meet ut iri'iiiinntes to 7,  every Selnday
evening in Advent Christian Ohnreh.
coruer Niuth nve. and Westminster Rd.
MONDAY.
Epworth   Leagno of   Mt.    Pleasant
Methodist Church moyts at 8 p. ni.
1!. Y. P. U., moots in  Mt. Pleasant
UUptiBl Church at H p. in.
TUESDAY.
The Y. P. H. O. I*., meets at 8 p. m
in Ml.I'leiiHusant Presbyterian Ohuroh.
See Wheu Your Lodge Meets
MONDAY.
The 2d and 4th Mondays of the month
Court Vaucouvor, I. O. F., meets at
8 pm.
TUESDAY.
Mt. Ploasant Lodgo No. IB, I.O.O.F,
meets at 8 p. 111.
•    THURSDAY.
Vancouver  Oonucil  No. 311a,  Can.
adian Ordor of Ohosen Friend* meets
tho 2d and 4th Thursdays of the month.
FRIDAY.
Alexandra Hive No 7, Ladies ol the
Maccabees holds its regular meetings on
the 1st, aud ltd Fridays of the month
Advertise iu "Tbo Advocato."
Advertising is the education of th*
purchaser of the merits of different
tbat which udila to his comfort and am.
consumer. It Informs the prospective
goods and brings him Into touch wtU.
lillftcs his happiness.
The Advocate iB the best advertising
medium where it circulates.  Tel. B1404
For   local   newB  subscribe    for  THB
ADVOCATK only $1 for 12 mont»_e.
tf -■•*■
V
k WHEN KNIGHTHOO
WAS IN FLOWER
Or, The Love Story of Charles Brandon and Mary Tudor, the King's Sister, and
Happening In the Reign of His August Majesty King Henry the Eighth
Rewritten t_nd Rendered Into Modern Engliih From  Sir Edwin
CtBkjttoden'a Memoir
By   EDWIN   CASKODEN   [CHARLES   MAJOR]
Copyright, 1838 and 1901, by (lie J.ou'eu-JMeri'flt Company
"1 trust tne King Will see ui to mvor
him, aiid I hopo that jou will speak a
word in his behalf should tbe opportunity occur."
"What, ln the name of heaven, havo
we to give him?" cried Mary Impatiently, for sbe kept an eye on things
political, even If sho were only a girl.
"The king hns given away everything
that can be given already, and now
that the war Is over und men nro coming borne Uierc arc hundreds waiting
for more. My father's great treasure ls
squandered, to say nothing of tho money collected from Enipson, Dudley und
the other commissioners. There is nothing to givo unless lt be the titles und
estate of the Into Duko of Suffolk.
I'orhnps the king will givo these to
your paragon if you will paint bim ln
ns fair a light ns you have drawn blm
for me'." Then, throwing back ber
head, with a laugh, "Ask blm."
"It would be none too much for his
deserts," I replied, falling In wltb her
humor.
"Wo will so nrrange lt, then," went
on Mary banterlngly. "Captain Brandon no longer, but Charles Brandon,
duke of Suffolk. How sounds it, Master Caskoden?"
"Sweet In my ears," I replied.
"I really believe you would have the
king's crown for him, you absurd man,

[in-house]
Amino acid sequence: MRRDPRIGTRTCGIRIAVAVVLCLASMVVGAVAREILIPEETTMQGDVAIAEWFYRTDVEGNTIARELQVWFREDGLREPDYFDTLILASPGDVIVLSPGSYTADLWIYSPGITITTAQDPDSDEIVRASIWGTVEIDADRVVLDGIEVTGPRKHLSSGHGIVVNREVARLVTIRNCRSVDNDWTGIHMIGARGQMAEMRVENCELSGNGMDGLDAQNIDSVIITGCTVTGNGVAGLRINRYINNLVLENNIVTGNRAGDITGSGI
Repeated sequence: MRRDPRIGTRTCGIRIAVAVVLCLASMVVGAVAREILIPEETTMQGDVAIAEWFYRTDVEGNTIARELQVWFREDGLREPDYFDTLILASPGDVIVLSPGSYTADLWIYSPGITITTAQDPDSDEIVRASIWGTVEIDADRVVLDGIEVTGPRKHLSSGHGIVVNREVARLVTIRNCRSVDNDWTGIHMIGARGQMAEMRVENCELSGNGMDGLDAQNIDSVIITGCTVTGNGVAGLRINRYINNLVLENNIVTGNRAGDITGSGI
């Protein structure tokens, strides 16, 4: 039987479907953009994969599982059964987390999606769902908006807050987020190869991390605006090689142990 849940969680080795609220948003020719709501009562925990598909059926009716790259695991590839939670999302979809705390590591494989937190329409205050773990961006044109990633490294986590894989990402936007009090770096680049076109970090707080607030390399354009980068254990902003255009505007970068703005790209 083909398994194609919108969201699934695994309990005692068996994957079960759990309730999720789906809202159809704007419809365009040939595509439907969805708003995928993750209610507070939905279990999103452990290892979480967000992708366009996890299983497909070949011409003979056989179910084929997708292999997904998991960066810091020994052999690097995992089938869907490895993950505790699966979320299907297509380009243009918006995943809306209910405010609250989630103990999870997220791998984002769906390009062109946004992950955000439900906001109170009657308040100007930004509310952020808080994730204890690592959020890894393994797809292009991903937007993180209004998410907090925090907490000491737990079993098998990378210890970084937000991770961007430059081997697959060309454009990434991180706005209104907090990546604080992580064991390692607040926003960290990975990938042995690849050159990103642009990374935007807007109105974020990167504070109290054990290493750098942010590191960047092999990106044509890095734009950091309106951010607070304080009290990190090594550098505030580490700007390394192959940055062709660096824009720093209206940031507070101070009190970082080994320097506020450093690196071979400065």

if you could get It. We must have so
interesting a person nt court. I shall
nt least see that be ls presented to tbe
queen at once. I wonder If be dunces.
I suppose not. He hns probably been
too busy cutting and thrusting." And
she laughed ngaln at her own pleasantry.
When the mirth began to gather ln
her face and the dimples came responsive to her smiles, when she threw
back her perfectly poised head, stretching her BOft, white throat, so full nnd
round nnd beautiful, half closing her
big brown eyes till they shone again
from benenth the shade of those long,
black, sweeping lashes; when her red
lips parted, showing ber teeth of pearl,
ond sbe gave tbe little clap of her
hands, a sort of climax to tbe soft low,
rippling laugh, she made a picture of
such exquisite loveliness tbat it is no
wonder men were fools nbout her nnd
caught love ns one catches a contagion.
I bnd It once, as you already know, and
hnd recovered. All that prevented a
dally relapse was my fair, sweet antidote, Jane, whose Image rested ln my
heart, a lasting safeguard.
"I wonder If your prodigy plays
cards—tbat Is, such as we ladies play?"
asked Mary. "You say he has lived
much ln France, where tbe game was
Invented, but I have no doubt he
would scorn to waste his time at so
frivolous a pursuit when he might be
slaughtering urinies single banded aud
alone."
"I do not know ns to his dancing
and card playing, but I dare venture
a wager be docs both," I replied, not
liking her tone of sarcasm. She bnd
yet to learn who Brandon was.
"I   will   hazard   ten   crowns,"   snld
Mary quickly,  for she loved a wager
nnd was a born gambler.
"Taken," said I.
"We will try hiin on both tomorrow
night ln my drawing room," she continued. "You bring him up, but tell
no one. I will have Jane there with
her lute, which will not frighten you
nway I know, amd we will try bis step.
I will hnve cards, too, and we shall see
what he can do nt triumph. Just we
four, no one else nt nil. You nnd Jnne,
the new Duke of Suffolk nnd I. Ob,
I cnn linrdly wait!" And she fnlrly
danced with joyous anticipation.
The thing bnd enough irregularity
to give It zest, for while Mnry oftcD
had a few yoipig people In her drnwinp
room, the companies were never s<
small ns two couples only, nnd the
klng nnd queen, to mnke up for grenter
faults, were wonderful sticklers In the
matter of little proprieties.